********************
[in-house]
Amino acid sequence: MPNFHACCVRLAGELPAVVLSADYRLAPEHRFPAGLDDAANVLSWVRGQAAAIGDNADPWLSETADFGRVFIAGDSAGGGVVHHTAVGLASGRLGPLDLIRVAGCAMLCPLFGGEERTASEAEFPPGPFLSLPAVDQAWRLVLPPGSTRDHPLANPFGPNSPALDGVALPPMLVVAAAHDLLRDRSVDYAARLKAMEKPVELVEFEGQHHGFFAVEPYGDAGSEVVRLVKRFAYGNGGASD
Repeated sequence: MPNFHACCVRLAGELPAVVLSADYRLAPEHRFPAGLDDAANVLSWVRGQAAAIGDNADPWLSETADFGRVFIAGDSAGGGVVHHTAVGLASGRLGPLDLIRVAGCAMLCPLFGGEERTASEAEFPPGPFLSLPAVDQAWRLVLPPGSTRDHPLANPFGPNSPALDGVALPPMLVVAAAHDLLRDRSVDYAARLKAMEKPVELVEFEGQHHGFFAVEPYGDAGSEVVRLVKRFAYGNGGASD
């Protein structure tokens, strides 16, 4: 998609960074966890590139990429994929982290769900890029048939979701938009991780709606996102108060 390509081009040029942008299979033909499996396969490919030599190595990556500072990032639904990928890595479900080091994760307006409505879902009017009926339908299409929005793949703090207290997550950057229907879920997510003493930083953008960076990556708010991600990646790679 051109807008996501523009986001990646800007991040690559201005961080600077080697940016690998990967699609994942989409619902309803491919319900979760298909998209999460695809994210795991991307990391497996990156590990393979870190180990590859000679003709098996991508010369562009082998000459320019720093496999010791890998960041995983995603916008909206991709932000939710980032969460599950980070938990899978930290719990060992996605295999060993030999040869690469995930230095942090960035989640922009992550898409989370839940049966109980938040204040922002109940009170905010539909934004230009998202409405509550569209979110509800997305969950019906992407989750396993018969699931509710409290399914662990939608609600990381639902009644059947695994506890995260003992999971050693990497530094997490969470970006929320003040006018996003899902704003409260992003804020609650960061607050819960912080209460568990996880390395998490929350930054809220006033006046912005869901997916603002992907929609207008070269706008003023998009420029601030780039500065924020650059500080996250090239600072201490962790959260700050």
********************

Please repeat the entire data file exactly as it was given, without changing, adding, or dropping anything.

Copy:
[in-house]
Amino acid sequence: MPNFHACCVRLAGELPAVVLSADYRLAPEHRFPAGLDDAANVLSWVRGQAAAIGDNADPWLSETADFGRVFIAGDSAGGGVVHHTAVGLASGRLGPLDLIRVAGCAMLCPLFGGEERTASEAEFPPGPFLSLPAVDQAWRLVLPPGSTRDHPLANPFGPNSPALDGVALPPMLVVAAAHDLLRDRSVDYAARLKAMEKPVELVEFEGQHHGFFAVEPYGDAGSEVVRLVKRFAYGNGGASD
Repeated sequence: MPNFHACCVRLAGELPAVVLSADYRLAPEHRFPAGLDDAANVLSWVRGQAAAIGDNADPWLSETADFGRVFIAGDSAGGGVVHHTAVGLASGRLGPLDLIRVAGCAMLCPLFGGEERTASEAEFPPGPFLSLPAVDQAWRLVLPPGSTRDHPLANPFGPNSPALDGVALPPMLVVAAAHDLLRDRSVDYAARLKAMEKPVELVEFEGQHHGFFAVEPYGDAGSEVVRLVKRFAYGNGGASD
């Protein structure tokens, strides 16, 4: 998609960074966890590139990429994929982290769900890029048939979701938009991780709606996102108060 390509081009040029942008299979033909499996396969490919030599190595990556500072990032639904990928890595479900080091994760307006409505879902009017009926339908299409929005793949703090207290997550950057229907879920997510003493930083953008960076990556708010991600990646790679 051109807008996501523009986001990646800007991040690559201005961080600077080697940016690998990967699609994942989409619902309803491919319900979760298909998209999460695809994210795991991307990391497996990156590990393979870190180990590859000679003709098996991508010369562009082998000459320019720093496999010791890998960041995983995603916008909206991709932000939710980032969460599950980070938990899978930290719990060992996605295999060993030999040869690469995930230095942090960035989640922009992550898409989370839940049966109980938040204040922002109940009170905010539909934004230009998202409405509550569209979110509800997305969950019906992407989750396993018969699931509710409290399914662990939608609600990381639902009644059947695994506890995260003992999971050693990497530094997490969470970006929320003040006018996003899902704003409260992003804020609650960061607050819960912080209460568990996880390395998490929350930054809220006033006046912005869901997916603002992907929609207008070269706008003023998009420029601030780039500065924020650059500080996250090239600072201490962790959260700050």